The Girl from Rawblood
This is a novel dominated by the figure of She – who She is and whether She really exists or is part of the fevered imagination of the characters is open to the reader. Beginning in 1910, the story follows the eleven-year-old Iris, who is kept alone and isolated by her father, allegedly due to a hereditary disease. However, the real reason is more to do with She who haunts the house, Rawblood. Any of the Villarca family to whom Iris belongs, who get too close to others, suffer a peculiar and painful death. Parts of this are reminiscent of The Observations by Jane Harris in which mysterious unexplained events are left for the reader to ponder for some time. The reader can happily go along with this for a while, although in the second half of the novel, it becomes more of an effort, as the story seems to spiral off into a laudanum dream filled with Gothic nightmares.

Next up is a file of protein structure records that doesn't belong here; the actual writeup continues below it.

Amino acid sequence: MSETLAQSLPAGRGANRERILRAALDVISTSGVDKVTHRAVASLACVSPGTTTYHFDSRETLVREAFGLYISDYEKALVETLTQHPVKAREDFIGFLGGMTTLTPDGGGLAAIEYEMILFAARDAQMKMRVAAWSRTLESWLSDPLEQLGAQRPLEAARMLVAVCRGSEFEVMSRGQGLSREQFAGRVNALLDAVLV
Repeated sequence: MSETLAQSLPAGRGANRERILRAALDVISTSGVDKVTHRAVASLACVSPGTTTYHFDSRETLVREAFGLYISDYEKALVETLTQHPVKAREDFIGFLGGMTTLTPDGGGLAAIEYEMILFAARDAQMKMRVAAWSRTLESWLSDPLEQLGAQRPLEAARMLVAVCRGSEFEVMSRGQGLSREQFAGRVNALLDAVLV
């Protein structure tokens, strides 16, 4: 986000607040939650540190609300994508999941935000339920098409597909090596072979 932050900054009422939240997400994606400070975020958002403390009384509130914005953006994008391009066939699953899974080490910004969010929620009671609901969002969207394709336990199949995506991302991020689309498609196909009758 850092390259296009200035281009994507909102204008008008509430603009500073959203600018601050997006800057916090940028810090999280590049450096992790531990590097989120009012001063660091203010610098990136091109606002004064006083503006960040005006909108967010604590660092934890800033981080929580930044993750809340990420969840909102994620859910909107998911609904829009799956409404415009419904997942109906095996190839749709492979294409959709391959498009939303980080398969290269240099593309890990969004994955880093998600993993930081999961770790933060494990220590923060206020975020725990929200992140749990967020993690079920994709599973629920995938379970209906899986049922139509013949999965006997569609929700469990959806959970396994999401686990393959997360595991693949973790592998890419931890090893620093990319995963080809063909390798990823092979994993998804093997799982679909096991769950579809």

The way it moves around from narrator to narrator doesn’t help orient the reader. There are diary entries, vivisection, addictions, madness, lobotomies, and people clawing their own eyes out. In essence, this is a love-it-or-hate-it read; the reader will either enjoy the weirdness and revel in the strange or spend most of their time wondering what on earth is going on. The writing is powerful and atmospheric, and it is certainly an unusual novel, not for the faint-hearted.